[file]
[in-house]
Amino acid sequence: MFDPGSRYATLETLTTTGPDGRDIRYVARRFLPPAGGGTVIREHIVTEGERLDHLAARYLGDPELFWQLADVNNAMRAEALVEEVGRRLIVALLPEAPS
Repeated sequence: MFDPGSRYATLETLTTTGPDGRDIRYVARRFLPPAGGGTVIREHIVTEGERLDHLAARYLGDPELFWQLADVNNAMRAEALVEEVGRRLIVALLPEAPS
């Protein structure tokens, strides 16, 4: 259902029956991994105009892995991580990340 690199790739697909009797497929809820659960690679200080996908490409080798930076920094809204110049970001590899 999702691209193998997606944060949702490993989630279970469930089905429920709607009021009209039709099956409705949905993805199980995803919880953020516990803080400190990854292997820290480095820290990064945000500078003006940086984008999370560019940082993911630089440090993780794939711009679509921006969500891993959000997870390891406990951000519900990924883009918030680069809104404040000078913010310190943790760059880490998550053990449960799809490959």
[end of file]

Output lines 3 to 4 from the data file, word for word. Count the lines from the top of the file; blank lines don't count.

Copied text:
Repeated sequence: MFDPGSRYATLETLTTTGPDGRDIRYVARRFLPPAGGGTVIREHIVTEGERLDHLAARYLGDPELFWQLADVNNAMRAEALVEEVGRRLIVALLPEAPS
């Protein structure tokens, strides 16, 4: 259902029956991994105009892995991580990340 690199790739697909009797497929809820659960690679200080996908490409080798930076920094809204110049970001590899 999702691209193998997606944060949702490993989630279970469930089905429920709607009021009209039709099956409705949905993805199980995803919880953020516990803080400190990854292997820290480095820290990064945000500078003006940086984008999370560019940082993911630089440090993780794939711009679509921006969500891993959000997870390891406990951000519900990924883009918030680069809104404040000078913010310190943790760059880490998550053990449960799809490959």